"That green as the colour of a tablecloth has this, red that effect, does not allow us to draw any conclusions as to their effect in a picture," as Wittgenstein observed in his notations "On Colour". The point of Wittgenstein's remark depends on the dichotomy between the way color functions in art work and in daily life, a presumption that is somewhat surprising coming from a man who is known to have been fanatically sensitive to the aesthetics of ordinary living as expressed in, for example, architecture. Kim's humble / implacable, sensitive / detached, gaudy / austere, mundane / extravagant work reminds us that art may not be so much a separate realm as a way of posing questions to any realm in which it may occur.
— From Art/Text 65, May - July 1999
Cities on the Move is a globally conceived and constantly widening project by Korean artist Soo-Ja Kim being realized in different media and contexts. It consists of an 11-day performance, the two videos that resulted from it, a sound-installation, a contribution to the in-flight magazine of Asian Airlines, a catalogue, and several art exhibitions. She borrowed the title of her project by agreement with Hans-Ulrich Obrist and Hou Han-Ru, whose migrating exhibition of the same name brings together, against the background of the profound structural changes in Asia, recent architectural vision with the work of younger artists, predominantly of Asian origin.
From November 4 to 14, 1997, Soo-Ja Kim traveled through Korean cities to which she has a direct per-sonal relationship, criss-crossing her homeland from north to south and east to west as she did so. The videos of this performance show the small Bottari Truck, on the bed of which a mountain of cloth bundles (bottari) is lashed together, as it slowly makes its way through town and country. In one of the videos Kim sits atop the pile loaded onto the truck, traveling through the changing landscape. One sees the artist only as a background figure, which conveys the feeling that one is traveling in her stead through the countryside. The cloth bundles are an essential component of the performance. Classical bottari designates a bundle in which unbreakable objects like pieces of clothing, bed-linens, household utensils, and books can be kept. For the Korean critic Airung Kim, the bottari symbolizes restlessness.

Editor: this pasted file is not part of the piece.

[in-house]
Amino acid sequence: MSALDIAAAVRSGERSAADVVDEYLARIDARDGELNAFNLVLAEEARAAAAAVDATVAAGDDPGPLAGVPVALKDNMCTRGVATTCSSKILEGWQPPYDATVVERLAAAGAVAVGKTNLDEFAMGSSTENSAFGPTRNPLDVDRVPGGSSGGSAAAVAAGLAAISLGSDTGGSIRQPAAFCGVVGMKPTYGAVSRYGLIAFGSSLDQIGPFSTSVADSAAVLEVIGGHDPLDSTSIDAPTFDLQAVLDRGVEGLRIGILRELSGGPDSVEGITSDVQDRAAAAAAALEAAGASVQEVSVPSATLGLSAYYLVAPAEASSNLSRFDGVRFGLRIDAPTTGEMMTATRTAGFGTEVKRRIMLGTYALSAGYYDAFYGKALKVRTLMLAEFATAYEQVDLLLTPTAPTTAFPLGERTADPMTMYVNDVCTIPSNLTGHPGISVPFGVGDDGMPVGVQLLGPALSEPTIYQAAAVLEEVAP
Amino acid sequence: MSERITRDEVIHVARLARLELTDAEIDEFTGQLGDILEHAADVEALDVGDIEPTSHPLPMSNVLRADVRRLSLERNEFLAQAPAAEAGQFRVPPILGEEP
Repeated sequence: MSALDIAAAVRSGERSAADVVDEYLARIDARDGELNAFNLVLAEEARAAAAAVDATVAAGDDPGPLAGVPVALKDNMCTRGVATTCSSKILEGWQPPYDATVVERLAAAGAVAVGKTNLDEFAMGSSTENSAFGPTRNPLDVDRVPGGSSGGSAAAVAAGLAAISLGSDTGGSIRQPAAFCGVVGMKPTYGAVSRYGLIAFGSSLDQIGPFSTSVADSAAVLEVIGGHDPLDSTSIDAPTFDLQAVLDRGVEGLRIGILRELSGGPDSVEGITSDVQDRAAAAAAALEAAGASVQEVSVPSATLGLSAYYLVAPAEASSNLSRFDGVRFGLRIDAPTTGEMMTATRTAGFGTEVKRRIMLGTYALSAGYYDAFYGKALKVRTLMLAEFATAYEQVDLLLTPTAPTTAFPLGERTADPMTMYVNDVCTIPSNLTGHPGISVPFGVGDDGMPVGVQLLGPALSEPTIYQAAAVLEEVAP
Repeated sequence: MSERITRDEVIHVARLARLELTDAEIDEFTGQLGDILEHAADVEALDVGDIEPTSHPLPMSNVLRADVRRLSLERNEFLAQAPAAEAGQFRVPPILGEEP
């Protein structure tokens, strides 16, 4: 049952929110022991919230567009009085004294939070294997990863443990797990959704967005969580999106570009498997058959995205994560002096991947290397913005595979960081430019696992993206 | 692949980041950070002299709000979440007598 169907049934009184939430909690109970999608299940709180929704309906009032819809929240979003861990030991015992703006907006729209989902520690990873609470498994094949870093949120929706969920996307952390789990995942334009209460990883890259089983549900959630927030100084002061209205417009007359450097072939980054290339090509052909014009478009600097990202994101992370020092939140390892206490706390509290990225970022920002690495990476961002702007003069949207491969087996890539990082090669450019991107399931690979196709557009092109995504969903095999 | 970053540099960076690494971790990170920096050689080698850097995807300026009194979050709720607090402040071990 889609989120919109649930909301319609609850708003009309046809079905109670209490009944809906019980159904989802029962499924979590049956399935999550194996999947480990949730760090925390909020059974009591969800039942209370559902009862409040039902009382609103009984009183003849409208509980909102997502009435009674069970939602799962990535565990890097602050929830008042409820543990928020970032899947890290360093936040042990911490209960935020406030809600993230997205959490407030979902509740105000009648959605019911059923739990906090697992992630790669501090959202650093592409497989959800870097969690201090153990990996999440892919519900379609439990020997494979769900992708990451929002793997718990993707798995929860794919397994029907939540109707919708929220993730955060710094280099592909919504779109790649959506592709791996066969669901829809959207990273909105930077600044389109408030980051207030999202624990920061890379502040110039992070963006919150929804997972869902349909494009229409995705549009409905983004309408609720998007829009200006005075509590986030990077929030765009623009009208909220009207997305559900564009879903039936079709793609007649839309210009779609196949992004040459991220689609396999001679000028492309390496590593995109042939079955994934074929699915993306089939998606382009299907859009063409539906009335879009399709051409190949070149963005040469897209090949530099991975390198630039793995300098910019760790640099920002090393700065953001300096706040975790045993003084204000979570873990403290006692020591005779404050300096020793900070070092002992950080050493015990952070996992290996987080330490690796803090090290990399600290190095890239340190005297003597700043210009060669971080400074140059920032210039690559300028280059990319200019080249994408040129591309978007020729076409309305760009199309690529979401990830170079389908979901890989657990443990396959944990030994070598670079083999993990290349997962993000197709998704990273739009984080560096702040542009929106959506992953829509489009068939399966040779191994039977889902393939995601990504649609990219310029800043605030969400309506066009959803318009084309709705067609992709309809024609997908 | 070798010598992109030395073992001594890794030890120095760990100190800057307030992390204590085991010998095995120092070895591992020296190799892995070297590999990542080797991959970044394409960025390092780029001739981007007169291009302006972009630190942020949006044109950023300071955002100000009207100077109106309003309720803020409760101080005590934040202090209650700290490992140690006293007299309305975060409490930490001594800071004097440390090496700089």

In Korea espe-cially, where the population has often been forced to leave their homes in order to flee war or famine or to look for work, the bundles are historically charged and emblematic objects. They were used both by refugees and merchants, who transported their wares in them. On a metaphorical level, the bottari also functions as a signifier of mobility in unbound space, and is thus at the same time a container that includes its own contents.
With her performance, Soo-Ja Kim is not merely thematizing mobility, whether voluntary or forced by external circumstances. The textiles also refer to the condition of women in Asian society, for Korean women sew bed-linens from these pieces of cloth. These spreads, sewn by the artist herself from tradi-tional textiles, may thus be interpreted as an allusion to the discrepancy between an emancipated con-sciousness and restrictions on specific female activities. Starting from references to her own cultural identity, [Kim's] bottari join feminist concerns to very personal matters. Kim describes her motives for the use of these textiles as follows: 'One day, as my mother was sewing a bedsheet, I made a surprising discovery, whereby my my thoughts, my feelings, and my activitities of the moment seemed to come into harmony. And I discovered new possibilities for conveying buried memories and pain along with the quiet passions of life. I was fascinated by the primal, orthogonal structure of the fabric, the needle and thread moving through its smooth surface, and with the expressive powers of the brightly colored traditional cloth.'
Soo-Ja Kim has been using this cloth since the middle of the 1980s. Although at the beginning, she emphasized more strongly the abstract, formal qualities, and thus the imagistic character, of the cloth, it already contained within it memories of its work on walls, and allusions to its own past and to its former owners. Subsequently, Kim developed a stronger interest in more performative and interactive processes, as in the installations where she used the fabrics for tablecloths in the museum cafe. Viewers were also actively involved in her installation for the Kwangju Biennial, where they could walk on and take home with them pieces of cloth spread out through a forest. The once private fabric thereby became a public Memento mori. At the same time, Kim sketches out an allegory of global migration, and, by thus reflecting back on her own cultural tradition, creates work of contemporary relevance.
Translated by Warren Niesluchowski.
— From the exhibition catalog Art-Worlds in Dialogue:
From Gauguin to the Global Present,
Museum Ludwig Cologne, 2000.
Yilmaz Dziewior is the curator of the Museum Ludwig Cologne, Germany.